It is gratifying that several writers have taken up the vital topic of pesticide use in agriculture (6th of February, Island). Dr. Ranil Sananayake (RS) has claimed to “rebut” what I wrote. I stated that our soils are NOT laden with toxic agrochemicals, and that they support a thriving ecosystem full of bugs and worms. They attract egrets and other birds when the soil is tilled. I claimed that the crops from our soils are safe to eat. RS seems to hold that our soils are full of toxic agrochemical residues that have harmed biodiversity. Dr. Anura Widanapathirana (AW) has called for ‘proper controls on pesticide use’ and I agree with most of his views.
RS says “There are only Egrets left (and sometime a few Ibis), these are the most resistant to toxins in the chemically changed paddy fields we have today….The earthworms and bugs … are again only those species with a high degree of tolerance, the rest have disappeared”. He proceeds to a personal categorization of me as carrying on “some narrow minded personal vendetta against, other Sri Lankans (misguided or not) to bolster … the economically utilitarian view of the world …. In this, he shares the stage with … politicians and bureaucrats who believe that development is only measured by the GDP. Public health … is of little consequence”. Surely, Dr. RS is unaware that our politicians believe only in aggrandizing their own pockets and not the GDP! He accuses me “of colossal ignorance … in ornithological history and confusion with the soil ecosystems of highly fertilized (HF) and traditionally farmed (TF) fields”.
I had nowhere claimed that development is only measured by the GDP, or ever given one-parameter explanations of complex entities like an economy or a ecosystem. I was NOT comparing HF systems and TF fields. The main concern was whether the HF soil is full of harmful agrochemical toxins or not, and my answer has been that field studies have shown that the toxin levels even after several decades of agrochemical use and indeed MIS-USE, are well below the maximum tolerable levels (MTL) set by the WHO and the FAO.
In answering Mr. Siri Pathirana who identifies himself as a simple farmer, it seemed better to use the flocking of birds to paddy fields rather than give technical data or references to the scientific literature. It was Dr. Sarath Amarasiri, an ex-Director General of Agriculture who initially used this very apt indicator of a healthy soil in popular discussions, and I concur with him.
Dr. RS, after accusing me of “colossal ignorance of ornithological history”, proceeds to show his colossal knowledge of the subject by essentially claiming that the loss of biodiversity is caused by a single cause – the use of “toxic” agrochemicals in highly fertilized agriculture. Of course, only the colossally knowledgeable would dare to present such single-cause explanations of complex issues like ornithological or other types of biodiversity. However, just as the simplified five-lesson political analysis of the early JVP was very attractive to many members of the public, the simplistic theory that agrochemicals are THE cause of loss of biodiversity and most health problems – be it kidney disease or alzheimer – finds easy credence with the populace. Hence the rise of the likes of Ven. Ratana, Vandana Shiva in India, and similar “Green champions” in many countries, claiming that we must return to “natural” agriculture; some even reject vaccinations, immunizations, fluoridation of water, and other public health initiatives.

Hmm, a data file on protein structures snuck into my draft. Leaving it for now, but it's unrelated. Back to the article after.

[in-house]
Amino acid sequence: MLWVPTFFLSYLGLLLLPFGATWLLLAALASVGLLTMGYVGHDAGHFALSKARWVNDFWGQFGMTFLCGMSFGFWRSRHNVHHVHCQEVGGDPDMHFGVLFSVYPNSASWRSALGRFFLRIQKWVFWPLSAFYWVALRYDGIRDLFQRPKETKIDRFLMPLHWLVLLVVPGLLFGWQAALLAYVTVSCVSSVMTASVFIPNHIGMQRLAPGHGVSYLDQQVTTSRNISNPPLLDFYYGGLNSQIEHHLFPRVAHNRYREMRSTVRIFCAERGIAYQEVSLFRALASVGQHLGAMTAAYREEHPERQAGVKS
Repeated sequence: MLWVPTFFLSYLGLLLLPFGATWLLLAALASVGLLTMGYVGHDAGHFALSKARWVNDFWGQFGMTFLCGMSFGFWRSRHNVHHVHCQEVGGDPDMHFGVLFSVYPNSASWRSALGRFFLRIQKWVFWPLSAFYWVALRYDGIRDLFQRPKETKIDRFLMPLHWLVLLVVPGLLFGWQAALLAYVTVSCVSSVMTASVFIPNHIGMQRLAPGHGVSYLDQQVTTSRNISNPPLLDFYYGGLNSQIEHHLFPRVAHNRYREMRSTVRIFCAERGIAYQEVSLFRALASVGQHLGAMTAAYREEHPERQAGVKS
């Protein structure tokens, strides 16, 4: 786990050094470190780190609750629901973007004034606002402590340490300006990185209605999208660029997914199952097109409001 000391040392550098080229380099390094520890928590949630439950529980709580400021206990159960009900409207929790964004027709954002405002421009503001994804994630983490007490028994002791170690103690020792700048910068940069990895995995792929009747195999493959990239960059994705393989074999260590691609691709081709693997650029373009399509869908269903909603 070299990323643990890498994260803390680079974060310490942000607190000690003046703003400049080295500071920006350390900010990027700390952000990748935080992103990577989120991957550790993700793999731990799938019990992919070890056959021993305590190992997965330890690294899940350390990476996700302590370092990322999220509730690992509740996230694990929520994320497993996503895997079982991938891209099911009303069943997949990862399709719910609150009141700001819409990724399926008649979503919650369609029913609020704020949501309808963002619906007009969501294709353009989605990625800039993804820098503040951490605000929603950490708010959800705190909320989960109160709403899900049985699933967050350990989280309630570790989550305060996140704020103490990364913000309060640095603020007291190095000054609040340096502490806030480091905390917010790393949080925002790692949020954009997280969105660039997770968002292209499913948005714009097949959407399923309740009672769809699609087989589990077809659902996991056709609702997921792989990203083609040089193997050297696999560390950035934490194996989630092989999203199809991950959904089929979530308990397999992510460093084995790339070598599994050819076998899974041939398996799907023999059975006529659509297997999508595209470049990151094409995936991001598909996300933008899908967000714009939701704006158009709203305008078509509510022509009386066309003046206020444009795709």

How can Dr. RS say that earthworms and egrets are the most hardy against agro-toxins? He should give a quantitative criterion (e.g., the LP50 values/weight) before he rushes to print. Only the Pope can make unsubstantiated ex-cathedra statements, being allegedly infallible when he speaks on matters of the faith.
The earthworm is a most sensitive creature widely used by scientists as a barometer of soil health. At a more microscopic level, the total micro-organism biomass, as well as, say, the distribution of the mass spectrum of the micro-organisms can be used as measures of the health of the soil. If we consider a widely used agrochemical like glyphosate, numerous studies show how earthworms become healthier when the naturally or industrially occurring soil cadmium and other trace heavy metals are made insoluble by the glyphosate residues that reach the soil during spraying. For a recent study, see: Zhou et al, Environmental Toxicology and Chemistry, vol. 33, p 2351-2357 (2014). Similarly, regarding the effect of glyphosate formulations on soil microbes and microbial community structure, see: Lane et al, Pedobiologia, vol. 55, pages 325-342 (2012).
Dr. Widanapathirana also makes anecdotal claims of loss of biodiversity, e.g., that there are fewer leeches, both on land and in water. However, is this predominantly caused by agrochemicals? Dr. W does not say that harmful levels of pesticides are found in the Sri Lankan environments. It is true that hosphate levels in water rise above tolerable thresholds seasonally and produce algae blooms. But there is ample evidence that the ambient pesticide-residue levels remain well below the tolerable maxima. The WHO-NSF study on Chronic Kidney disease examined the pesticide levels and metal toxins in the North Central Province (Jayatilleke et al 2014) and found amounts well below WHO specifications. There are many other studies that support the same conclusion. For instance, the study reported by Aravinna et al. [Journal of Environmental Science and Health, Part B, vol. 52, p. 37–47. (2016) ] confirms the lack of significant amounts of pesticide residues in Sr Lanka’s environment. The WHO thresholds are set, mindful of bio-magnification of pesticide residues on plant uptake.